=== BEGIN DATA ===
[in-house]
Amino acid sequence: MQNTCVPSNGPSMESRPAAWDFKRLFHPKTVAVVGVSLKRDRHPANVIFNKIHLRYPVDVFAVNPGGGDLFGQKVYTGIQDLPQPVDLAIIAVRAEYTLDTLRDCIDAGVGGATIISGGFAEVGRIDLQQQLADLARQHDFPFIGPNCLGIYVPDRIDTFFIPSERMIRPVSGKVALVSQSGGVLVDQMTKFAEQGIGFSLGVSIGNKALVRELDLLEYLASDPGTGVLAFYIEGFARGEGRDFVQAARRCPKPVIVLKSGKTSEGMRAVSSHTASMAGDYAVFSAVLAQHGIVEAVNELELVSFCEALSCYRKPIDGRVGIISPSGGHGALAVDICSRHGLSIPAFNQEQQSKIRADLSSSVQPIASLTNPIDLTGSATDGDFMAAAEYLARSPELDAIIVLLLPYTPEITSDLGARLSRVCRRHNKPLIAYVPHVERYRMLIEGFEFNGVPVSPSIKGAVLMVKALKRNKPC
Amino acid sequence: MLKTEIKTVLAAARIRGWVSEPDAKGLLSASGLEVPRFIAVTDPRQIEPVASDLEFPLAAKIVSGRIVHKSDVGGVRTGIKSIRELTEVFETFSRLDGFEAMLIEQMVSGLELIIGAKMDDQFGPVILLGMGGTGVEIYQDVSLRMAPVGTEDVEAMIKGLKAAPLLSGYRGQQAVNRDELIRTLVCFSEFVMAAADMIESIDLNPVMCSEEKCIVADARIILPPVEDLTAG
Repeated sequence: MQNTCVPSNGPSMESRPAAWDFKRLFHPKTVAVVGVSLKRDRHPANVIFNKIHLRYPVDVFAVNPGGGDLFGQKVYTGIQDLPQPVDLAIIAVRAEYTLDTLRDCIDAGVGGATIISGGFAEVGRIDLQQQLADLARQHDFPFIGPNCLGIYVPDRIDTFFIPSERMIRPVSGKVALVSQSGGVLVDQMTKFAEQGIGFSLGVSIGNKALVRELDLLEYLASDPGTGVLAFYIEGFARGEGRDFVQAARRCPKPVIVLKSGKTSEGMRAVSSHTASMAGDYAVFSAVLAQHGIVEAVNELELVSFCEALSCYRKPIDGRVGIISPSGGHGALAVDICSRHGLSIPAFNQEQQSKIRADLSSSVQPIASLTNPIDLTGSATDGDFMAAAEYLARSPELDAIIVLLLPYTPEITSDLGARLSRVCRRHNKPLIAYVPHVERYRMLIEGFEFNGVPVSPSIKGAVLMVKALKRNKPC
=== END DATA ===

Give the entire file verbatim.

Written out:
[in-house]
Amino acid sequence: MQNTCVPSNGPSMESRPAAWDFKRLFHPKTVAVVGVSLKRDRHPANVIFNKIHLRYPVDVFAVNPGGGDLFGQKVYTGIQDLPQPVDLAIIAVRAEYTLDTLRDCIDAGVGGATIISGGFAEVGRIDLQQQLADLARQHDFPFIGPNCLGIYVPDRIDTFFIPSERMIRPVSGKVALVSQSGGVLVDQMTKFAEQGIGFSLGVSIGNKALVRELDLLEYLASDPGTGVLAFYIEGFARGEGRDFVQAARRCPKPVIVLKSGKTSEGMRAVSSHTASMAGDYAVFSAVLAQHGIVEAVNELELVSFCEALSCYRKPIDGRVGIISPSGGHGALAVDICSRHGLSIPAFNQEQQSKIRADLSSSVQPIASLTNPIDLTGSATDGDFMAAAEYLARSPELDAIIVLLLPYTPEITSDLGARLSRVCRRHNKPLIAYVPHVERYRMLIEGFEFNGVPVSPSIKGAVLMVKALKRNKPC
Amino acid sequence: MLKTEIKTVLAAARIRGWVSEPDAKGLLSASGLEVPRFIAVTDPRQIEPVASDLEFPLAAKIVSGRIVHKSDVGGVRTGIKSIRELTEVFETFSRLDGFEAMLIEQMVSGLELIIGAKMDDQFGPVILLGMGGTGVEIYQDVSLRMAPVGTEDVEAMIKGLKAAPLLSGYRGQQAVNRDELIRTLVCFSEFVMAAADMIESIDLNPVMCSEEKCIVADARIILPPVEDLTAG
Repeated sequence: MQNTCVPSNGPSMESRPAAWDFKRLFHPKTVAVVGVSLKRDRHPANVIFNKIHLRYPVDVFAVNPGGGDLFGQKVYTGIQDLPQPVDLAIIAVRAEYTLDTLRDCIDAGVGGATIISGGFAEVGRIDLQQQLADLARQHDFPFIGPNCLGIYVPDRIDTFFIPSERMIRPVSGKVALVSQSGGVLVDQMTKFAEQGIGFSLGVSIGNKALVRELDLLEYLASDPGTGVLAFYIEGFARGEGRDFVQAARRCPKPVIVLKSGKTSEGMRAVSSHTASMAGDYAVFSAVLAQHGIVEAVNELELVSFCEALSCYRKPIDGRVGIISPSGGHGALAVDICSRHGLSIPAFNQEQQSKIRADLSSSVQPIASLTNPIDLTGSATDGDFMAAAEYLARSPELDAIIVLLLPYTPEITSDLGARLSRVCRRHNKPLIAYVPHVERYRMLIEGFEFNGVPVSPSIKGAVLMVKALKRNKPC